To learn more about Torday before the event, check out the resources below, selected by Sarah Wingo, team leader of Humanities II, subject librarian for English, literature and theatre.


Dig Deeper

The Last Flight of Poxl West

Daniel Torday’s website: http://www.danieltorday.com/

Links to writings and non-fiction essays: http://www.danieltorday.com/writings/

NPR interview from last year on Torday’s latest book.

Jewish Book Council Review


SarahLinks curated by Sarah Wingo, team leader – Humanities II, subject librarian for English, literature and theatre. Article and graphics by Joanne Quinn, team leader for Communication & Service Promotion.


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Dig Deeper: Replacement Parts

replacement parts caplanA Scholarship@Villanova lecture featuring Arthur L. Caplan, PhD; The Rev. James J. McCartney, OSA; and Daniel P. Reid ‘14 CLAS will take place today at 3:00 p.m. in Speakers’ Corner of Falvey Memorial Library. Dr. Caplan, an internationally recognized bioethicist, along with co-editors Father McCartney and Reid, will discuss their collection of essays from medicine, philosophy, economics and religion that address the ethical challenges raised by organ transplantation.

Their book, Replacement Parts, takes an interdisciplinary approach to fundamental issues like the determination of death and the dead donor rule; the divisive case of using anencephalic infants as organ donors; the sale of cadaveric or live organs; possible strategies for increasing the number of available organs, including market solutions and the idea of presumed consent; and questions surrounding transplant tourism and “gaming the system” by using the media to gain access to organs.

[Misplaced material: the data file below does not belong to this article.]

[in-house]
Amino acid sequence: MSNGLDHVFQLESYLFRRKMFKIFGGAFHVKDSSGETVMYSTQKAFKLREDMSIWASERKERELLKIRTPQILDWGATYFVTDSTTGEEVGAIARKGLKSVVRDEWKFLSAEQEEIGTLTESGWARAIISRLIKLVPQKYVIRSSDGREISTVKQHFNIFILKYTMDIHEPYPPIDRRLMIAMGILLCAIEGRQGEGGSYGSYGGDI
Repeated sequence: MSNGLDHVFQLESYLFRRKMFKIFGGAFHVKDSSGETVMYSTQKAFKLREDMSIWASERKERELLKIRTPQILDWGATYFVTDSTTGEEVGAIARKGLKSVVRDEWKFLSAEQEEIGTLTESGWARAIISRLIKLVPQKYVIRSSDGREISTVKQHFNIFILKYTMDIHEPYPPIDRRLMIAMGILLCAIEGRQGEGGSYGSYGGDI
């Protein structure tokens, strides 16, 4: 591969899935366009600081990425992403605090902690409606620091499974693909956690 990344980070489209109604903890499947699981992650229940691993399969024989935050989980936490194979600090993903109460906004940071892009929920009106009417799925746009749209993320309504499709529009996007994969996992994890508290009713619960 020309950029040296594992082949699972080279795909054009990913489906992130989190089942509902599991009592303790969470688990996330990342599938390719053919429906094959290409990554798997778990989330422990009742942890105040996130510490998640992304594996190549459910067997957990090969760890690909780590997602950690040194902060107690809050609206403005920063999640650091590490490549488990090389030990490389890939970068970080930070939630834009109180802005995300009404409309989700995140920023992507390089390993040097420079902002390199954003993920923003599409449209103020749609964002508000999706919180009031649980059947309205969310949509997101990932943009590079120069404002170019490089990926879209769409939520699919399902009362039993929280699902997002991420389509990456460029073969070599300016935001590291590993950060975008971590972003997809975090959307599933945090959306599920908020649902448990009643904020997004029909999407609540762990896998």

The author, Arthur L. Caplan, PhD, is the head of the Division of Bioethics at New York University’s Langone Medical Center and the author or editor of over thirty books and six hundred articles. Co-editor Father James J. McCartney is an associate professor in the Department of Philosophy at Villanova University and an adjunct professor in its School of Law. In the past he has been the ethics consultant for several major health systems in the United States. Daniel P. Reid, co-editor, is a recent graduate of Villanova University.

This event, co-sponsored by Falvey Memorial Library and the Department of Philosophy, is free and open to the public.

To learn more about the ethical issues surrounding organ donation, check out the following resources provided by Robin Bowles, subject librarian for science, biology, and nursing.


Dig Deeper

 Falvey Memorial Library resource list featuring 13 Falvey holdings:

Replacement Parts

Highlight of the list: Transplantation Ethics by Robert M. Veatch

book cover Robert M. Veatch Transplantation Ethics

Further resources:

Gale Opposing Viewpoints In Context—Topic: Organ Donation
A collection of news articles, editorials, Academic articles, and other related information covering the topic of Organ Donation for the undergraduate.

Encyclopedia of Applied Ethics (2nd ed.)

Encyclopedia of Bioethics


RS4532_FML164_RobinBowles_019_EDITDig Deeper links selected by Robin Bowles, liaison librarian for science, biology, and nursing.


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Dig Deeper: Careers in International Development Day 2015

international development logo